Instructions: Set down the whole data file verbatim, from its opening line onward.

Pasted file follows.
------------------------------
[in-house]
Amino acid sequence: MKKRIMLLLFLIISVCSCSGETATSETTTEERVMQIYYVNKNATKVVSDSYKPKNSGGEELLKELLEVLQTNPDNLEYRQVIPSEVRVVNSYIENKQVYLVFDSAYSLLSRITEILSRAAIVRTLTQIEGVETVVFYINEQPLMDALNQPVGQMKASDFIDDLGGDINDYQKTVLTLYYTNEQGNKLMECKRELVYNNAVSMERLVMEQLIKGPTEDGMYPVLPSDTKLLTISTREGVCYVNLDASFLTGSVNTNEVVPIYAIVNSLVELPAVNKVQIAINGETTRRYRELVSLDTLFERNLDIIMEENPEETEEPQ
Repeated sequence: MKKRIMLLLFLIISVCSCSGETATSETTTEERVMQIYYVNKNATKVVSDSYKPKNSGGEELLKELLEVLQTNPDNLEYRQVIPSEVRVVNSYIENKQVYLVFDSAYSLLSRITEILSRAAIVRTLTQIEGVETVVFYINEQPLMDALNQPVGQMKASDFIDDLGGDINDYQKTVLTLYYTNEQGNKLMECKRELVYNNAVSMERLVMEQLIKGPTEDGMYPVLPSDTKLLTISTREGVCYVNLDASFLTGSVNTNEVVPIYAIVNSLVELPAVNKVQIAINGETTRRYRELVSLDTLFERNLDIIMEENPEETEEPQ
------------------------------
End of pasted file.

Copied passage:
[in-house]
Amino acid sequence: MKKRIMLLLFLIISVCSCSGETATSETTTEERVMQIYYVNKNATKVVSDSYKPKNSGGEELLKELLEVLQTNPDNLEYRQVIPSEVRVVNSYIENKQVYLVFDSAYSLLSRITEILSRAAIVRTLTQIEGVETVVFYINEQPLMDALNQPVGQMKASDFIDDLGGDINDYQKTVLTLYYTNEQGNKLMECKRELVYNNAVSMERLVMEQLIKGPTEDGMYPVLPSDTKLLTISTREGVCYVNLDASFLTGSVNTNEVVPIYAIVNSLVELPAVNKVQIAINGETTRRYRELVSLDTLFERNLDIIMEENPEETEEPQ
Repeated sequence: MKKRIMLLLFLIISVCSCSGETATSETTTEERVMQIYYVNKNATKVVSDSYKPKNSGGEELLKELLEVLQTNPDNLEYRQVIPSEVRVVNSYIENKQVYLVFDSAYSLLSRITEILSRAAIVRTLTQIEGVETVVFYINEQPLMDALNQPVGQMKASDFIDDLGGDINDYQKTVLTLYYTNEQGNKLMECKRELVYNNAVSMERLVMEQLIKGPTEDGMYPVLPSDTKLLTISTREGVCYVNLDASFLTGSVNTNEVVPIYAIVNSLVELPAVNKVQIAINGETTRRYRELVSLDTLFERNLDIIMEENPEETEEPQ